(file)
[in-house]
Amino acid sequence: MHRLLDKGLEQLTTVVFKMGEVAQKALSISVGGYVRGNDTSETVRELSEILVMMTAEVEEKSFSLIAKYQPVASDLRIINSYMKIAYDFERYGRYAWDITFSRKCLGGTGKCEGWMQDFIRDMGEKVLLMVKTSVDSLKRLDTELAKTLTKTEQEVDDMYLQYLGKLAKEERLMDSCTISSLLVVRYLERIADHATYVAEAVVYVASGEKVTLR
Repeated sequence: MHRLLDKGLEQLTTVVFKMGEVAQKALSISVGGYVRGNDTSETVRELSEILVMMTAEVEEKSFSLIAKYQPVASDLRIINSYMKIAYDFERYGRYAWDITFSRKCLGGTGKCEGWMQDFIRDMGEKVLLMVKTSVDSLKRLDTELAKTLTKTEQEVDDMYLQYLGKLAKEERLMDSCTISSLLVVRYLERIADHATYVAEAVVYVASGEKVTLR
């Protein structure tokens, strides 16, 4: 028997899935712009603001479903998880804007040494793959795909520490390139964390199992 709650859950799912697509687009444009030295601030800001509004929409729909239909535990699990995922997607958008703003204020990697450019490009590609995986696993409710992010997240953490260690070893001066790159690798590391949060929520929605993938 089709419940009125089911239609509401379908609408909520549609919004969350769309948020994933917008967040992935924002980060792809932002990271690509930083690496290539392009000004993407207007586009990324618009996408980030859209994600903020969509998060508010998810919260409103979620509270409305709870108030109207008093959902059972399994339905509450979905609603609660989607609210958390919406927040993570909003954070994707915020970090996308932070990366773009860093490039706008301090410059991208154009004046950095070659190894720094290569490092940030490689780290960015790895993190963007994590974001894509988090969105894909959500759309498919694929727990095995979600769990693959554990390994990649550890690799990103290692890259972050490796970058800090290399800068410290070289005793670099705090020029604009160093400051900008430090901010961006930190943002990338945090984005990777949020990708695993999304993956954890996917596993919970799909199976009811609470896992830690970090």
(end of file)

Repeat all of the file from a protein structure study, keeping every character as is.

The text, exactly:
[in-house]
Amino acid sequence: MHRLLDKGLEQLTTVVFKMGEVAQKALSISVGGYVRGNDTSETVRELSEILVMMTAEVEEKSFSLIAKYQPVASDLRIINSYMKIAYDFERYGRYAWDITFSRKCLGGTGKCEGWMQDFIRDMGEKVLLMVKTSVDSLKRLDTELAKTLTKTEQEVDDMYLQYLGKLAKEERLMDSCTISSLLVVRYLERIADHATYVAEAVVYVASGEKVTLR
Repeated sequence: MHRLLDKGLEQLTTVVFKMGEVAQKALSISVGGYVRGNDTSETVRELSEILVMMTAEVEEKSFSLIAKYQPVASDLRIINSYMKIAYDFERYGRYAWDITFSRKCLGGTGKCEGWMQDFIRDMGEKVLLMVKTSVDSLKRLDTELAKTLTKTEQEVDDMYLQYLGKLAKEERLMDSCTISSLLVVRYLERIADHATYVAEAVVYVASGEKVTLR
């Protein structure tokens, strides 16, 4: 028997899935712009603001479903998880804007040494793959795909520490390139964390199992 709650859950799912697509687009444009030295601030800001509004929409729909239909535990699990995922997607958008703003204020990697450019490009590609995986696993409710992010997240953490260690070893001066790159690798590391949060929520929605993938 089709419940009125089911239609509401379908609408909520549609919004969350769309948020994933917008967040992935924002980060792809932002990271690509930083690496290539392009000004993407207007586009990324618009996408980030859209994600903020969509998060508010998810919260409103979620509270409305709870108030109207008093959902059972399994339905509450979905609603609660989607609210958390919406927040993570909003954070994707915020970090996308932070990366773009860093490039706008301090410059991208154009004046950095070659190894720094290569490092940030490689780290960015790895993190963007994590974001894509988090969105894909959500759309498919694929727990095995979600769990693959554990390994990649550890690799990103290692890259972050490796970058800090290399800068410290070289005793670099705090020029604009160093400051900008430090901010961006930190943002990338945090984005990777949020990708695993999304993956954890996917596993919970799909199976009811609470896992830690970090």